Feline Studmuffins: Or, How to tell if your cat is H-O-T

This “studbook” from 1906 illustrates the focus on pedigrees and breeding that was extended, eventually, to cats—some years after the dog received such dubious attentions (Harriet Ritvo’s The Animal Estate is the classic starting point for this conversation).  The Tariff Law of 1897 “excluded the better class of cats from the United States” (quoting the studbook) in protection of home-grown felines by demanding a 20% customs tax on live animals “unless pure bred and imported for breeding purposes.” Produced as a countermeasure to this tax, the book compiles a thorough register of such feline studs so that any such cat could cross the border tax-free.

This is a photo of the first kitty to have that honor:


The book’s dedication suggests an interest in advancing the “ultimate superiority” of the American domestic cat, which seems to contradict the preface’s discussion of why this domestic cat is not, ultimately, claimed as American. While the dedication is warmly patriotic,


the preface goes to some lengths to justify why the short-haired domestic cat (felis domestica) is referred to only as “the Shorthaired Cat,” with no regional or national identification: “while every cat must of necessity be born somewhere, no breed of cat is today distinctly native anywhere; because no domestic cat existed in America until comparatively recent times and no one can state whether the first introduced were long- or short-haired, no particular breed can be authoritatively claimed to have ever been native to the United States; because nativity alone can not constitute breed….”

One could only guess at the heated debates that took place. It must have been galling to have one’s cats be classified as unfortunately derivative—no “pure” American, nothing more than “alley” or “stray” or “common” as a designation for the cat one could have claimed as one’s own. Yet this book’s project—to facilitate the importation of fancy cats from foreign parts, to be bred here—was in itself a project of American-identity making (via American-cat making) by calculated breeding (eugenics): an embrace of the sad fact that American(-cat) identity was, in itself, non-existent (it would, of course, be of little benefit to the American of European-ancestry to seek to establish the Native American as inherently more American than himself).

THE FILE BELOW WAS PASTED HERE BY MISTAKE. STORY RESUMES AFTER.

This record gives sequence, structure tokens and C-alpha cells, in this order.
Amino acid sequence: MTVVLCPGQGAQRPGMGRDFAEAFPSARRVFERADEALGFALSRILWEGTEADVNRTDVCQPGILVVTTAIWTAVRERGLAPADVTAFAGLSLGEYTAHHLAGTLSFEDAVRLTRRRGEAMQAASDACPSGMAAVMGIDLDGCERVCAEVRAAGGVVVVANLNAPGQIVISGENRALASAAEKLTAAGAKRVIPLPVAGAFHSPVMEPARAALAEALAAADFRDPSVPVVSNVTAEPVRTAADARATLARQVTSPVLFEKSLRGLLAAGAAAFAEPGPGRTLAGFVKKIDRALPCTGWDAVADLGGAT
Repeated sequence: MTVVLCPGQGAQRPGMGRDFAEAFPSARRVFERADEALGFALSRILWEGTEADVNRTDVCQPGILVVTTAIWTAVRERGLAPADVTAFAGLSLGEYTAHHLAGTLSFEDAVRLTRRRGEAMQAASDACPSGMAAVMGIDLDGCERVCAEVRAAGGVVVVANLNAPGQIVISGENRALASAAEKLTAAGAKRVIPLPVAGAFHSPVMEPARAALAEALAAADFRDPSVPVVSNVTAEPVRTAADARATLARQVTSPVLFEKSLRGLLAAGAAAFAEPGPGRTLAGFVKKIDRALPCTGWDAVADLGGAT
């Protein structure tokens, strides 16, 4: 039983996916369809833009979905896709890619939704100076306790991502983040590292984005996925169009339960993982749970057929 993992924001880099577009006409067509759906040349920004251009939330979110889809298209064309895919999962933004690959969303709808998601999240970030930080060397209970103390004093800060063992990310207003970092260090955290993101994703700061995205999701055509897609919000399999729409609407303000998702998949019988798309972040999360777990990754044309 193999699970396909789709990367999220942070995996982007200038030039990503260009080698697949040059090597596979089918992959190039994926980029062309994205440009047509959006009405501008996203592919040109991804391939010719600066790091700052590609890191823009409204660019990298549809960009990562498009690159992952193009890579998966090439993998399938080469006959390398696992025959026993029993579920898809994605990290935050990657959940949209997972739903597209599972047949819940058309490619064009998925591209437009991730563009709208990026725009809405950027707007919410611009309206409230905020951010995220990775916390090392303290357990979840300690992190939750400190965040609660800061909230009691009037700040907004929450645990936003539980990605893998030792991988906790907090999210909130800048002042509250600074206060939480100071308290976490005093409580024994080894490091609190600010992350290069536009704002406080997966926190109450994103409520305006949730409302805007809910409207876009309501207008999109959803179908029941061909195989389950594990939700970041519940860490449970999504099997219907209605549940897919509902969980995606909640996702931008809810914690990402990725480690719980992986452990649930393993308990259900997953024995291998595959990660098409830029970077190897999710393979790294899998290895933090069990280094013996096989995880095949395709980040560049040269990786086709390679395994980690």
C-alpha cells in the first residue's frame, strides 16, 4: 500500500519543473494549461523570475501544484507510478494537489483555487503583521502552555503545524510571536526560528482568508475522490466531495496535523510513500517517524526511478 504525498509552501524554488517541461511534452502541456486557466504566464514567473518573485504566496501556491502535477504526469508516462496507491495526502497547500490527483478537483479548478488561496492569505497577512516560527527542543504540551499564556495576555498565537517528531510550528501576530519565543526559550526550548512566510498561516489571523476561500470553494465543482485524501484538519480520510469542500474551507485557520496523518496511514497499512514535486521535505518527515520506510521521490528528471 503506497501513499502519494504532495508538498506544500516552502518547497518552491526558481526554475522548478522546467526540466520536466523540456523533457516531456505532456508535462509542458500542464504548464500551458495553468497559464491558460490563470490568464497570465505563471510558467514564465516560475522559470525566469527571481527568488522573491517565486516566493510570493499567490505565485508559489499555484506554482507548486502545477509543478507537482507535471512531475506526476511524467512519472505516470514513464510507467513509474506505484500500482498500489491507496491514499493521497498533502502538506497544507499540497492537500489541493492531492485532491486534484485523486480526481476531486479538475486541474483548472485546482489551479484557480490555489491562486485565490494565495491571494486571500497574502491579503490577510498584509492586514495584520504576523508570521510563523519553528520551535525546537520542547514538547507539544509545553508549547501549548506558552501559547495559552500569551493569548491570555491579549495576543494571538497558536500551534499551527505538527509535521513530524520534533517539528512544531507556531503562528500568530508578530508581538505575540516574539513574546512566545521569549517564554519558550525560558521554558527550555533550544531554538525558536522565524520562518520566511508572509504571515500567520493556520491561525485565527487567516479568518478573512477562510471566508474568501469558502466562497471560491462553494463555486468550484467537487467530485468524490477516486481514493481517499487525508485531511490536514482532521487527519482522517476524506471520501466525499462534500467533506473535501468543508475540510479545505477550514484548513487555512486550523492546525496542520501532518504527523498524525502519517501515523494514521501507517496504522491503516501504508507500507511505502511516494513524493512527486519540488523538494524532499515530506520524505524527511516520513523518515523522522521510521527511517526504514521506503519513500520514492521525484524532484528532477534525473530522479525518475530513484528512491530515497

Here’s a late nineteenth-century advert for the U.K.’s first and oldest animal shelter, which still operates today!

The history of animal shelters is an interesting tale of gender segregation within the animal protectionism movement: of women like Mary Tealby and Caroline E. White being denied the top decision-making spots in the ‘regular’ humane movement, and taking the initiative to carve out their own niches. Associated deprecatingly with women’s ‘natural’ softness, animal shelters were initially heavily made fun of [*aside: I can’t wait until articles about dogs and cats don’t feel the need to make playful animal puns in their headlines*].   

Seems only fair to pair my previous post with a poem dedicated to the family cat (this one from The Animals’ Friend (London, 1896-7 issue).